Andy Pettite isn’t a pariah because he’s a lefty. Just kidding, but maybe because only one pariah per team at a time is allowed in the popular imagination. And you have to admit he does come off much less terrible than did Clemens at the same exact moment in time. Maybe it was an “at least he’s not a lying asshole like Clemens” thing.

        • Pettite fessed up. His justification was reasonable– he was trying to recovery from injuries– and plausible. As noted above his hallmark was his consistency. Clemens’ PED use bumped his numbers, and that’s the thing that the writers seem to object to. In addition, Clemens was a jerk and Andy was generally liked by the writers who covered him, so when Clemens threw Pettite (and his wife) to the wolves it became another reason to dislike Clemens.

          Would I vote for Pettite? Probably not. Would I vote for Clemens? I’d like to think that the objective case for his induction would overcome my dislike for him. As it is, I take comfort in knowing that he had a winning record against every team he played against– except the Mets.

          • DrS

            His justification was reasonable– he was trying to recovery from injuries– and plausible.

            I didn’t realize that there was a theraputic exception for PEDs

          • Sherm

            He fessed up twice because his first confession was less than candid. A real truth teller!

  • Denverite

    And then there’s the greatest-hitting catcher in baseball history, who was kept out although there’s exactly as much evidence that he used PEDs as there is against the three guys who were voted in.

    This may be technically true, but Frank Thomas and Mike Piazza aren’t exactly similarly situated with respect to PEDs. One was a longtime and outspoken critic of PED use in baseball. One wasn’t.


    • Sherm

      And I could easily lecture on the evils of alcohol, but please don’t take a look inside of my over-sized recycling bin.

      • Denverite

        If you click through the link, they address this.

        Sure, Thomas could be a huge, glaring hypocrite and have used PEDs despite be a vocal critic of them since at least the mid 90s. But he’d have to be a huge, glaring hypocrite. Piazza has has been silent on the issue. Like I said, they’re not similarly situated.

        • mark f

          I’m pretty sure Piazza has been silent on every issue except nu-metal.

        • Sherm

          But why should silence equate to guilt in the absence of any evidence against him? Both big guys. Neither failed a drug test. Neither was implicated in any PED scandal or distribution ring. That’s similarly situated enough for me.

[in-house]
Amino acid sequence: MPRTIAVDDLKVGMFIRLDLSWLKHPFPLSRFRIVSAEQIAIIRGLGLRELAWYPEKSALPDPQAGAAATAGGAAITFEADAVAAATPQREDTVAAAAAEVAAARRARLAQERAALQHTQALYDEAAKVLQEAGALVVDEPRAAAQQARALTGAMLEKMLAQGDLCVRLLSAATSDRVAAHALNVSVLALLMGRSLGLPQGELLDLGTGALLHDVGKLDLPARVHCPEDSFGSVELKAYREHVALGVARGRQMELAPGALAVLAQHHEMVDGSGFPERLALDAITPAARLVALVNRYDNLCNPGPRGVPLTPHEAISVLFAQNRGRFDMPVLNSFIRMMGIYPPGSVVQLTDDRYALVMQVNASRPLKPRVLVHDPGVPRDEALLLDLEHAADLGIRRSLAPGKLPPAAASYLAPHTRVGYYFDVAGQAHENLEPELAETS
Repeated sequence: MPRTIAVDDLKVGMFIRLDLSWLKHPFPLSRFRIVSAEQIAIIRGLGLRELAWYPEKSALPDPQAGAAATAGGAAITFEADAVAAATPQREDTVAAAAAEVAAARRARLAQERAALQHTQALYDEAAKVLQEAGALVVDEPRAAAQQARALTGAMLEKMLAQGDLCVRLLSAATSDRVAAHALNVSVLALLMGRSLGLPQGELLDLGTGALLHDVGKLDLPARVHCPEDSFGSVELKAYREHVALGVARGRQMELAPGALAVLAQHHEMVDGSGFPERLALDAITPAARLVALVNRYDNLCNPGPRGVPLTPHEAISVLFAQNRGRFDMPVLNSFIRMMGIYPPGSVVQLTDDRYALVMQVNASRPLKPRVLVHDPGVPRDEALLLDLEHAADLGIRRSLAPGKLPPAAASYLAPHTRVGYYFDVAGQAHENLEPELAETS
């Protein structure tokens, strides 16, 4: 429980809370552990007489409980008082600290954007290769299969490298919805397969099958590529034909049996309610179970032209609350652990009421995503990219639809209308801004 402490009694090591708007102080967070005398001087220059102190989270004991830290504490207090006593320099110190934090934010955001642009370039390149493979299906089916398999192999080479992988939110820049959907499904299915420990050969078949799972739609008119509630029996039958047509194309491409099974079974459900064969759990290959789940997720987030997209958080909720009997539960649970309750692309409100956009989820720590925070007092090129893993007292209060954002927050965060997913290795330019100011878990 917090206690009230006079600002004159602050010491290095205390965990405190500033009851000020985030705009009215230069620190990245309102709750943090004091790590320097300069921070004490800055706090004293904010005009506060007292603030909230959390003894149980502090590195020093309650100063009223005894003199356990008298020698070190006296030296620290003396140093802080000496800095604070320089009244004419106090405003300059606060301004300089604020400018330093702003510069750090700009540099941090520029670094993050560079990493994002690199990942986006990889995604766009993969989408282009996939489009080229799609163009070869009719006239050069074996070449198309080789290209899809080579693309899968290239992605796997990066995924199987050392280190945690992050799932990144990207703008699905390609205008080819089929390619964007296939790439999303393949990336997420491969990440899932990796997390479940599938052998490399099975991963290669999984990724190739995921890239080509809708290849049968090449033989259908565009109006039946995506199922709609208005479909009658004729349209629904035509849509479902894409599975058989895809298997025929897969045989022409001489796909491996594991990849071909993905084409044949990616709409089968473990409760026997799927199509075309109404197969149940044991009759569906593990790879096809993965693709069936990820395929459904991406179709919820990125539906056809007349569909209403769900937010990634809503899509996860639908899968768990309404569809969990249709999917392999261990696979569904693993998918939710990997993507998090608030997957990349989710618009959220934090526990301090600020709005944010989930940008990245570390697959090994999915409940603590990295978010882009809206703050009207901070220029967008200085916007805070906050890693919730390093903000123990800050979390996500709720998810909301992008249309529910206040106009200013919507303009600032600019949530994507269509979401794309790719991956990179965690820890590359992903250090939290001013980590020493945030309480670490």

• mark f

            Hey, look, Gary Hart said he wouldn’t fool around on his wife so he is obviously more faithful than that lusty-hearted Jimmy Carter.

            • Epsilon

              We have a winner of the Internets for today…

          • Denverite

            I didn’t say that silence should be taken as evidence against Piazza. Indeed, I said that the statement that there is just as much evidence that Piazza was using as there is that the other three were using was technically true.

            What I said is that the two aren’t similarly situated on the issue of PED use. They’re not.

            • Sherm

              But the only alleged distinction is Thomas’ words v. Piazza’s silence. I have never vehemently denied killing Nicole Brown. Does that mean that OJ and I are similarly situated with respect to her death?

              Sorry for the snark. I’m a Mets fan, and I’m pissed about Piazza getting screwed again.

              • Denverite

                I would put it more like this.

                In this day and age, there is an inherent suspicion that players who played most of their career from the mid 90s to the mid 00s were using PEDs. This suspicion is especially strong when the player was a big slugger. One way to overcome that suspicion is to be a vocal PED opponent, especially when that opposition was voiced in the mid 90s, when PED use was a much less publicized issue.

                • Matt

                  Piazza was quoted the other day saying he never used PEDs other than amphetamines, which he said he tried a couple of times and didn’t like because they made him jittery. I don’t know if that’s the first time he’s said anything or not, but my understanding is that’s his official claim. I don’t actually care if it’s true, I’ll admit.

              • Brien Jackson

                Rafael Palmeiro swore he was clean in front of Congree. Fuck, Roger Clemens requested that he be called before Congress so that he could deny using “PE”Ds. This is…not a compelling standard.

                • howard

                  let’s go a step further: why is it any player’s job to agree that peds ruined the game or were cheating?